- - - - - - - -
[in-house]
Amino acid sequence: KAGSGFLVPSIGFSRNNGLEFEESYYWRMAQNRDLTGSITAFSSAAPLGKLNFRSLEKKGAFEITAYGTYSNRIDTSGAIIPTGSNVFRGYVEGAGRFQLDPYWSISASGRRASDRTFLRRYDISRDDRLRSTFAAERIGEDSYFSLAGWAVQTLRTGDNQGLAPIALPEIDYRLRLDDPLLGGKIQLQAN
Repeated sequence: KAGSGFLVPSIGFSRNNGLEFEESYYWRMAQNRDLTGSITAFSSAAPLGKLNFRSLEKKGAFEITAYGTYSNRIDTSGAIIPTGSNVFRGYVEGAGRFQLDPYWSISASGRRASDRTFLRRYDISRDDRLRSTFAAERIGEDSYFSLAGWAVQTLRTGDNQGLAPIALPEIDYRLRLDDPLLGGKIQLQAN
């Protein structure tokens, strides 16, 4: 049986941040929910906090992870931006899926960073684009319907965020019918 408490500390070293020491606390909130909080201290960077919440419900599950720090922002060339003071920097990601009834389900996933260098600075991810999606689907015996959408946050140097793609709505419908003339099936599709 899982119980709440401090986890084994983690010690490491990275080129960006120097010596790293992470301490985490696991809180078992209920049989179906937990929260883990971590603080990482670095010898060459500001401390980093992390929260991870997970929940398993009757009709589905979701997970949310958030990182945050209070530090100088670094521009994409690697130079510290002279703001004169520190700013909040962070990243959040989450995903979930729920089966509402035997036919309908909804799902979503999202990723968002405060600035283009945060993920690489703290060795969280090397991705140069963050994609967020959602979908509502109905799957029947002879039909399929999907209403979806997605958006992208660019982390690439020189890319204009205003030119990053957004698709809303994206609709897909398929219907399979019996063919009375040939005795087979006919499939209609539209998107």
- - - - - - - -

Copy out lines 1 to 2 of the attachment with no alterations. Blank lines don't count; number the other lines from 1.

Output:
[in-house]
Amino acid sequence: KAGSGFLVPSIGFSRNNGLEFEESYYWRMAQNRDLTGSITAFSSAAPLGKLNFRSLEKKGAFEITAYGTYSNRIDTSGAIIPTGSNVFRGYVEGAGRFQLDPYWSISASGRRASDRTFLRRYDISRDDRLRSTFAAERIGEDSYFSLAGWAVQTLRTGDNQGLAPIALPEIDYRLRLDDPLLGGKIQLQAN